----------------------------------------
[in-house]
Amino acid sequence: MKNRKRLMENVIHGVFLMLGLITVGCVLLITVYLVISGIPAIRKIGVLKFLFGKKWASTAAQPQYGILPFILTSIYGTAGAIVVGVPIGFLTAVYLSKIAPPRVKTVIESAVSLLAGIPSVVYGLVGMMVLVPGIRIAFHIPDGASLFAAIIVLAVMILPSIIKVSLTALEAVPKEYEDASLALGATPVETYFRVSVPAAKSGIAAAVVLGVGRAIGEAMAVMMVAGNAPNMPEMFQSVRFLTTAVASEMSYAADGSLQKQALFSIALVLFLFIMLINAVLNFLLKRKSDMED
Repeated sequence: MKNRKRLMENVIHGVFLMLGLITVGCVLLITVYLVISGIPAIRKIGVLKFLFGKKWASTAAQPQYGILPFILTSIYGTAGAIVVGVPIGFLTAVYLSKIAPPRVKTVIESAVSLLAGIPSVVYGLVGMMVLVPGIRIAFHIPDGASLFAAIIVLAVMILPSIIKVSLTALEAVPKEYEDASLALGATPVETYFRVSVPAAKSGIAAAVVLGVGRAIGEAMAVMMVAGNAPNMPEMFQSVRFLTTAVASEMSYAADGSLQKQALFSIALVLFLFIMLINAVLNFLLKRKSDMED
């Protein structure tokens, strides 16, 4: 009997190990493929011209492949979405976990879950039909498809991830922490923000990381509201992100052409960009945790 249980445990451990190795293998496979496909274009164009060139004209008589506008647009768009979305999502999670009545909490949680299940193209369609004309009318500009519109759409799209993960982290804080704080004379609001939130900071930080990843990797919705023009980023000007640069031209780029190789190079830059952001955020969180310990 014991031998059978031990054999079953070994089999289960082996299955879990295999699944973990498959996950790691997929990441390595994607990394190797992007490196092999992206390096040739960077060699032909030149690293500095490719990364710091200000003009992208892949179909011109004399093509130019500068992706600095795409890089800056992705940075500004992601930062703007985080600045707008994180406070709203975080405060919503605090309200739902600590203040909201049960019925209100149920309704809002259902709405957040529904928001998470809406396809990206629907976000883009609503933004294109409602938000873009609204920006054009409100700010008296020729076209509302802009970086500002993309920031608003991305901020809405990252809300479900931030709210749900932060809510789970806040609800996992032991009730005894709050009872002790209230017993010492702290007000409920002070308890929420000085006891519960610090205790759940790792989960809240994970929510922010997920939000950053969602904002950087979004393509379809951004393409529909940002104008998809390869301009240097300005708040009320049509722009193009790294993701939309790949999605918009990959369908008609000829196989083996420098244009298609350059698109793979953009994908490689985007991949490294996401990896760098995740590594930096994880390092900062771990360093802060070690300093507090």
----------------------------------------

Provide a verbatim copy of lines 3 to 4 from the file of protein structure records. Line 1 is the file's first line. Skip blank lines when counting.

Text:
Repeated sequence: MKNRKRLMENVIHGVFLMLGLITVGCVLLITVYLVISGIPAIRKIGVLKFLFGKKWASTAAQPQYGILPFILTSIYGTAGAIVVGVPIGFLTAVYLSKIAPPRVKTVIESAVSLLAGIPSVVYGLVGMMVLVPGIRIAFHIPDGASLFAAIIVLAVMILPSIIKVSLTALEAVPKEYEDASLALGATPVETYFRVSVPAAKSGIAAAVVLGVGRAIGEAMAVMMVAGNAPNMPEMFQSVRFLTTAVASEMSYAADGSLQKQALFSIALVLFLFIMLINAVLNFLLKRKSDMED
């Protein structure tokens, strides 16, 4: 009997190990493929011209492949979405976990879950039909498809991830922490923000990381509201992100052409960009945790 249980445990451990190795293998496979496909274009164009060139004209008589506008647009768009979305999502999670009545909490949680299940193209369609004309009318500009519109759409799209993960982290804080704080004379609001939130900071930080990843990797919705023009980023000007640069031209780029190789190079830059952001955020969180310990 014991031998059978031990054999079953070994089999289960082996299955879990295999699944973990498959996950790691997929990441390595994607990394190797992007490196092999992206390096040739960077060699032909030149690293500095490719990364710091200000003009992208892949179909011109004399093509130019500068992706600095795409890089800056992705940075500004992601930062703007985080600045707008994180406070709203975080405060919503605090309200739902600590203040909201049960019925209100149920309704809002259902709405957040529904928001998470809406396809990206629907976000883009609503933004294109409602938000873009609204920006054009409100700010008296020729076209509302802009970086500002993309920031608003991305901020809405990252809300479900931030709210749900932060809510789970806040609800996992032991009730005894709050009872002790209230017993010492702290007000409920002070308890929420000085006891519960610090205790759940790792989960809240994970929510922010997920939000950053969602904002950087979004393509379809951004393409529909940002104008998809390869301009240097300005708040009320049509722009193009790294993701939309790949999605918009990959369908008609000829196989083996420098244009298609350059698109793979953009994908490689985007991949490294996401990896760098995740590594930096994880390092900062771990360093802060070690300093507090």